Many of the nations that continue to have official diplomatic relations with Taiwan are in Central America and the Caribbean. Taiwan has previously offered military exchanges and training as well as economic aid in return but has more recently had difficulty competing with China's economic incentives and in 2008 officially abandoned this "checkbook diplomacy". The remaining pro-Taiwan nations have been seen as waiting for better Chinese offers.[1]

The formation of Community of Latin American and Caribbean States was warmly welcome by China in 2011. Hugo Chavez read aloud a letter from Chinese President Hu Jintao congratulating the leaders on forming the new regional bloc.[11]

In January 2019, numerous countries including the US recognized the legitimacy of opposition leader Juan Guaido as President of Venezuela. The PRC issued an official statement condemning American intervention in the internal affairs of Venezuela, supporting Nicolás Maduro in the struggle for the Venezuelan presidency. [12]


Military relationships have been mainly through military-to-military contacts. In particular Venezuela, Chile, Bolivia, and Cuba have had frequent official military visits, exchange of military officers, and navy port calls. South American countries such as Venezuela, Bolivia, Ecuador, Peru and Argentina are buying Chinese weapons.[13][14] In 2011 China and Bolivia signed a military-to-military cooperation agreement.[1] Chile, Ecuador and Peru were visited by a Chinese flotilla in 2009.[15]

In King George Island, Antarctica, China and Chile share side-by-side military facilities.[15]


China has launched communication satellites (from launchsites in China) for Venezuela,[16] Bolivia, Ecuador, Brazil, and Argentina.[17]

Regional organizations

In 2004 China joined the Organization of American States as a permanent observer. In 2008 China joined the Inter-American Development Bank as a donor. China has also increased its relationships with CELAC, the Andean Community, and the Caribbean Community.[1]

See also


  1. ^ a b c d e f g h Katherine Koleski. Backgrounder: China in Latin America. May 27, 2011. U.S.-China Economic & Security Review Commission. "Archived copy" (PDF). Archived from the original (PDF) on 2012-04-16. Retrieved 2012-05-27.CS1 maint: Archived copy as title (link)
  2. ^ China's trade with Latin America grew in 2011, Indo Asian News Service, Wed 18 Apr, 2012,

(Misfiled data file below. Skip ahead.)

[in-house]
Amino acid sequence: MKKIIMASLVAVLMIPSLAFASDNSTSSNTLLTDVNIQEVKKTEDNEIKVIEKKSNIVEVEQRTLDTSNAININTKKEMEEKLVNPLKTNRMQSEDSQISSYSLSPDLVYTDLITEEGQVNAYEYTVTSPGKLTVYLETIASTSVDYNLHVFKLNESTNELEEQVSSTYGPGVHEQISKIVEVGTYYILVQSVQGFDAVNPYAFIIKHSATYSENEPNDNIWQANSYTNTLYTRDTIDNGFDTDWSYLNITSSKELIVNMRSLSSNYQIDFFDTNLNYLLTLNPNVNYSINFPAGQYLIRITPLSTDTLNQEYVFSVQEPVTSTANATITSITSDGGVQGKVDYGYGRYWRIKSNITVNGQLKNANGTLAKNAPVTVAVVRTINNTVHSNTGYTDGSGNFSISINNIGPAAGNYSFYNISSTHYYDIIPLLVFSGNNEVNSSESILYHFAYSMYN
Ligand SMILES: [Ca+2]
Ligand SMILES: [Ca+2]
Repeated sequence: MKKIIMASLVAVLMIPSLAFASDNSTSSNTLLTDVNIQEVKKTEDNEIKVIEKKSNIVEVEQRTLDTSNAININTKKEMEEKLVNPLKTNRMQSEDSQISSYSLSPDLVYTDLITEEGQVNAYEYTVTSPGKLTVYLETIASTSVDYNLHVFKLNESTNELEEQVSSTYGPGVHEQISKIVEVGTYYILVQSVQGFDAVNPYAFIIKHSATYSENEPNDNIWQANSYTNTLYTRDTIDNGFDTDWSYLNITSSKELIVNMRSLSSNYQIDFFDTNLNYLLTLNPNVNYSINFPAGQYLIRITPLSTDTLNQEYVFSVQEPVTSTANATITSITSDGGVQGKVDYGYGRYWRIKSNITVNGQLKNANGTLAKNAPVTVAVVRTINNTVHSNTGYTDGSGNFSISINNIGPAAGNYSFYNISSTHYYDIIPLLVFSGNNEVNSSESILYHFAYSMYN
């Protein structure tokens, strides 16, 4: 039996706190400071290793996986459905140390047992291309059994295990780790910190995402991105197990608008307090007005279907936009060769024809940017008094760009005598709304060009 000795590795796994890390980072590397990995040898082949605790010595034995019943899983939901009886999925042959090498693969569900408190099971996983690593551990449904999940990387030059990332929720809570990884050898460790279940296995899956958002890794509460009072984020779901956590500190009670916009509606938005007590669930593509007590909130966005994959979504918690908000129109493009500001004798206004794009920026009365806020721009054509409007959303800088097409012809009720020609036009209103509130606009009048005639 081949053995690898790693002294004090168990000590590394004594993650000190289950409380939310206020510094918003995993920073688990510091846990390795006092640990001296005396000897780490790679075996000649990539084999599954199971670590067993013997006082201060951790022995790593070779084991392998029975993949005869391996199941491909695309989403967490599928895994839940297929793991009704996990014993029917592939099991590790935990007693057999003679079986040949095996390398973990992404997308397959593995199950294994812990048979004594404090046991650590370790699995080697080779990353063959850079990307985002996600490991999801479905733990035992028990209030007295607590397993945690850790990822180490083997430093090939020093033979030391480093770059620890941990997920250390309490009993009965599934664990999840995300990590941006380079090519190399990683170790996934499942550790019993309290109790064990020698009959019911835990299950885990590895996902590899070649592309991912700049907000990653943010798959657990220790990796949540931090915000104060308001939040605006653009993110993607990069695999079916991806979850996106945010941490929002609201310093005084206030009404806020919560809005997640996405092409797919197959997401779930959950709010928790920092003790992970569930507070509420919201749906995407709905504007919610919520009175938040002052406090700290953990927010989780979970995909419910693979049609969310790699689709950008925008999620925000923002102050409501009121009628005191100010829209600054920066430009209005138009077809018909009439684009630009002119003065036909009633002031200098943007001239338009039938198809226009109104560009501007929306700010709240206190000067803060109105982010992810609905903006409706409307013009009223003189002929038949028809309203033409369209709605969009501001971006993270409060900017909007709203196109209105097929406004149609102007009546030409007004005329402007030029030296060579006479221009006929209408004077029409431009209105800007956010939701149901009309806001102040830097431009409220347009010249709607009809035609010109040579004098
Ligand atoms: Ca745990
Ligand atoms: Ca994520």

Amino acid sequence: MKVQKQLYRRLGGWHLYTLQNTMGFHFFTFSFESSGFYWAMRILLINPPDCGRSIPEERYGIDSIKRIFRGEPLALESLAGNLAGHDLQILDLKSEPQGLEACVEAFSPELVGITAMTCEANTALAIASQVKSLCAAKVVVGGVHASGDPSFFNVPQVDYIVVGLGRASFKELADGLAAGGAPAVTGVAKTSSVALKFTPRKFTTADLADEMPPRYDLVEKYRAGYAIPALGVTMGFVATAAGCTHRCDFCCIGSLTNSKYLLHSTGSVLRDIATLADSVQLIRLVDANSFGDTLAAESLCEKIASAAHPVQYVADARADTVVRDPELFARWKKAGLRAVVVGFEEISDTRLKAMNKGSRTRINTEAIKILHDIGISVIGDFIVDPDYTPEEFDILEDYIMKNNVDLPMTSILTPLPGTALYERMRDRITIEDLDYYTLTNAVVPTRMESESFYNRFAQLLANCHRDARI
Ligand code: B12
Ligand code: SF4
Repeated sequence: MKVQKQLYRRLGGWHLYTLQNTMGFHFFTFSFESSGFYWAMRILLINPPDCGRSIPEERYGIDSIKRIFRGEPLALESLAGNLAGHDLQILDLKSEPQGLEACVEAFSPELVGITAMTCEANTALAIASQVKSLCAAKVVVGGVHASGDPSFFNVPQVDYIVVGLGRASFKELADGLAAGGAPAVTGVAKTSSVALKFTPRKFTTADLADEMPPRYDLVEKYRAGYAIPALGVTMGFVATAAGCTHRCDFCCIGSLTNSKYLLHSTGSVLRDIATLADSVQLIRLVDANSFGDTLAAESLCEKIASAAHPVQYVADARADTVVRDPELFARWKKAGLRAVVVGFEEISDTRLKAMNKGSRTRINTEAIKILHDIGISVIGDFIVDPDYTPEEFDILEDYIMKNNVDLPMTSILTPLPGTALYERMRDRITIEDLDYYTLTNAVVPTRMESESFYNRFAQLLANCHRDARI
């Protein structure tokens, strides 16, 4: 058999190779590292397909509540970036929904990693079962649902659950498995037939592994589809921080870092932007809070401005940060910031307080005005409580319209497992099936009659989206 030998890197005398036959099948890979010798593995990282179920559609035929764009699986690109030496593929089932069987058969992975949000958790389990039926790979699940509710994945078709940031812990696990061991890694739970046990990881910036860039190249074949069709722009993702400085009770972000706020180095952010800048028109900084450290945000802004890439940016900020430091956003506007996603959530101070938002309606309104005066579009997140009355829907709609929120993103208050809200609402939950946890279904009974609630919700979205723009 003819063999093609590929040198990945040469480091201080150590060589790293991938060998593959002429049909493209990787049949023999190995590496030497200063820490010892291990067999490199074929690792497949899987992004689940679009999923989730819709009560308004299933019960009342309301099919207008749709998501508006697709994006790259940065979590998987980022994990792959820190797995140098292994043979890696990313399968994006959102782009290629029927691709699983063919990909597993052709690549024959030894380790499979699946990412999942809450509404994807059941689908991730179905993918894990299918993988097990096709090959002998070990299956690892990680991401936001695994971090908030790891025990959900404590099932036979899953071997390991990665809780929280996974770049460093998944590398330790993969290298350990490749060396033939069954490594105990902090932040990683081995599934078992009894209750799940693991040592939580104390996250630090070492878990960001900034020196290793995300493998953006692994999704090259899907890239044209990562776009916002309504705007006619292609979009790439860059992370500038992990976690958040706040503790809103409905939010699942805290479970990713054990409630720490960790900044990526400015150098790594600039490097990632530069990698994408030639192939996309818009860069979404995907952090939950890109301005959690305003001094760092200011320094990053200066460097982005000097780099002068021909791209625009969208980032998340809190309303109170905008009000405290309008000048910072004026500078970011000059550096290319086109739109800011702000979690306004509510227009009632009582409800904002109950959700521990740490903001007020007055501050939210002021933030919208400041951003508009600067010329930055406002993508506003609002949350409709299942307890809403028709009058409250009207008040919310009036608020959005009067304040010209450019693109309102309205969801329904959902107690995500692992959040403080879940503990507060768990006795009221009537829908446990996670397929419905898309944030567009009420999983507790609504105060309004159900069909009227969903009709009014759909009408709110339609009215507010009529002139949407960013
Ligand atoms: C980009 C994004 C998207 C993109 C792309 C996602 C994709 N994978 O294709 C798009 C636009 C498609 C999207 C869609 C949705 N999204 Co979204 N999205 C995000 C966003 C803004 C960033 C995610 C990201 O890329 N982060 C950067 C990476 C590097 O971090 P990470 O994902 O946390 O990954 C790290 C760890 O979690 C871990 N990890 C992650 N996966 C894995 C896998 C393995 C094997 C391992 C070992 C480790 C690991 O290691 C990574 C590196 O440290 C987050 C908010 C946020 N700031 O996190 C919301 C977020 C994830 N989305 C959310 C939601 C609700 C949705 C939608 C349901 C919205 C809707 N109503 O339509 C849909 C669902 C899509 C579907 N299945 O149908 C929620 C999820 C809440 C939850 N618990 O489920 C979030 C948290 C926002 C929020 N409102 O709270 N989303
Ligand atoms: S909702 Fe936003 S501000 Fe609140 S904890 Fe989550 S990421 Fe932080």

3. ^ a b Jordi Zamora. China's double-edged trade with Latin America. Sep 3, 2011. AFP.
  4. ^ Ryan Berger. The Fast Ramp-Up. Quarterly Americas. Archived 2012-05-02 at the Wayback Machine
  5. ^ "China moves into Latin America". The Economist. Retrieved 2018-02-21.
  6. ^ a b Fitch: China's Economic Rise Provides Mixed Benefits for Latin America, May 9, 2012,, Fitch Ratings, BUSINESS WIRE
  7. ^
  8. ^ Kevin P. Gallagher and Roberto Porzecanski. The Dragon in the Room: China and the Future of Latin American Industrialization. 2010. Stanford University Press
  9. ^ ROMERO, SIMON (3 October 2015). "China's Ambitious Rail Projects Crash Into Harsh Realities in Latin America". New York Times. Retrieved 3 October 2015.
  10. ^ Louis E.V. Nevaer, "Latin America Divided Over Ties with China," Jan 26, 2011, New American Media,
  11. ^ "China's Ambitious Rail Projects Crash Into Harsh Realities in Latin America". Russia Today. 4 Dec 2011. Retrieved 2018-08-25.
  12. ^ "China, Russia side with Maduro as US backs Venezuela challenger". Retrieved 2019-01-26.
  13. ^ "China selling more military equipment to South American countries". nextbigfuture. July 26, 2015. Retrieved 2019-06-21.
  14. ^ SIPRI Database
  15. ^ a b [1]
  16. ^ Retrieved 2019-06-23. Missing or empty |title= (help)
  17. ^ "This Is How China Is Slowly Creeping into Latin America". National Interest. December 28, 2017. Retrieved 2019-06-09.

Further reading

  • Hu-DeHart, Evelyn, and Kathleen López. "Asian Diasporas in Latin America and the Caribbean: An Historical Overview." Afro-Hispanic Review (2008): 9-21. in JSTOR
  • Hu-DeHart, Evelyn. "Indispensable enemy or convenient scapegoat? A critical examination of sinophobia in Latin America and the Caribbean, 1870s to 1930s." Journal of Chinese Overseas 5.1 (2009): 55-90.
  • López, Kathleen M. Chinese Cubans: A Transnational History (2013)
  • López-Calvo, Ignacio, ed. Alternative Orientalisms in Latin America and Beyond. (Cambridge Scholars Publishing, 2007).
  • Meagher, Arnold J. The Coolie trade: the traffic in Chinese laborers to Latin America 1847-1874 (2008).
  • Young, Elliott. Alien Nation: Chinese Migration in the Americas from the Coolie Era Through World War II (2014).
  • Erikson; Chen (2007), China, Taiwan, and the Battle for Latin America (PDF), 31:2, The Fletcher Forum of World Affairs, pp. 21 (69–89), archived from the original (PDF) on 2013-05-17
This page was last edited on 1 July 2019, at 17:42